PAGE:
If I’d been casting this piece, I might have gone for a floppy-haired Matthew Goode type for Wildeblood, the former public school boy – but that would have been my mistake. It’s hard to imagine a finer performance than the one given by Daniel Mays, an actor who is not even remotely floppy haired.

Here was all of the wit and compassion you find in Wildeblood’s prose, combined with emotions I’d hitherto only been able rather half-heartedly to imagine: bewilderment, fear, agonising pain. As Wildeblood watched his former lover, an RAF corporal called Edward McNally, turn Queen’s evidence during his trial, May’s face grew slack with disbelief. He looked, to me, as if some unknown hand was quietly disembowelling him. By which had he been most betrayed? Love, or the law of the land?

Everyone knows what followed, but it was horrible to see nevertheless. Mailbags were sewn; aversion therapy was discussed (the prison shrink, played with viper-like precision by Mark Gatiss, told Wildeblood he could either receive a series of electric shocks or a drug that would make him vomit for two days). I thought, not for the first time, that Wildeblood must have been one of the bravest men who ever lived – though it’s not as if he wanted for company: the director’s talking heads, silver of hair and soft of jowl, reminded us of this at every turn, and I was glad of the human punctuation they provided. For most of us, this stuff is history. For them, it had been life.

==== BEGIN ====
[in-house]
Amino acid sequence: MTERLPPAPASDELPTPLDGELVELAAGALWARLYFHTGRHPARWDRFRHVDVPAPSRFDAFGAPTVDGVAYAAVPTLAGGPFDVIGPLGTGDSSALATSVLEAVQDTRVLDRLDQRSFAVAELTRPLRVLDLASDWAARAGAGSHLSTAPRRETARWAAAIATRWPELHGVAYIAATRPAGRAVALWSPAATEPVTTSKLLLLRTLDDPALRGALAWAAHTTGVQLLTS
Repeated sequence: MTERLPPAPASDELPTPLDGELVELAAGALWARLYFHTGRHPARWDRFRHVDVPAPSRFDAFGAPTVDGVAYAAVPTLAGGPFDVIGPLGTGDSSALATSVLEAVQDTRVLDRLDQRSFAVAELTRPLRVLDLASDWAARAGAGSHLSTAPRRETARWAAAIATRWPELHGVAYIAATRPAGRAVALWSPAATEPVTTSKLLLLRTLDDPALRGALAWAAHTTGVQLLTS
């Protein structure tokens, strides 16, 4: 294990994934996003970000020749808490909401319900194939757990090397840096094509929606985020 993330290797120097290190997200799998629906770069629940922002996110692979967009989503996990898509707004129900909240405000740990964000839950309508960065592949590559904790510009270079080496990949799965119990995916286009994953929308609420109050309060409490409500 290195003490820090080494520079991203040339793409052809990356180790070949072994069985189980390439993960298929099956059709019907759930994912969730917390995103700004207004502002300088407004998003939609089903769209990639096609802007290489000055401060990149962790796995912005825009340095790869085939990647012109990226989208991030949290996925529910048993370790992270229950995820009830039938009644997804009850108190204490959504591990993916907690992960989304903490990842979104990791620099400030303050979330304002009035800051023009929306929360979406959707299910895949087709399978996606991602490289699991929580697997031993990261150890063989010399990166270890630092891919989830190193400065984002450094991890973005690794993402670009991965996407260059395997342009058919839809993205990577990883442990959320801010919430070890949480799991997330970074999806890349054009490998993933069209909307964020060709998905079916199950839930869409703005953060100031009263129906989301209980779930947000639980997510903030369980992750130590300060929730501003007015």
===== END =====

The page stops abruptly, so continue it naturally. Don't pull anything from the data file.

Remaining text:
Some people are devoted to newts, and others to hobbits; a few enjoy recreating the battles of the Civil War. The film My Friend Jane (17 July, 7pm) got down and not very dirty with the Austen super-fans, by which I mean not those who have read Sanditon and The Watsons but types who like to dress in full Regency garb and dance to the sound of a spinet come Saturday night. Actually, it’s scarier than this. A former doctor, Joana Starnes, breathlessly described her new career as a writer of “top-tier JAF”. Translated, this means highly superior Jane Austen fan fiction. She’s produced seven JAF novels, which sounds like a lot until you discover that 60 come out every month.

Zack Pinsent, meanwhile, who is 22, makes his living as a period tailor in Hove, where he likes to promenade in fall-front trousers – a flap enables the gentleman thereby to pee – and top hat. I wanted to laugh at him, and all the other empire-line eccentrics in this odd little documentary. But there was something touching about their obsession; at least they didn’t attempt to intellectualise it, unlike those literary fan girls who have lately taken to writing entire books about why their lives would be meaningless without this or that great writer for company. 

Rachel Cooke trained as a reporter on The Sunday Times. She is now a writer at The Observer. In the 2006 British Press Awards, she was named Interviewer of the Year.

This article first appeared in the 27 July 2017 issue of the New Statesman, Summer double issue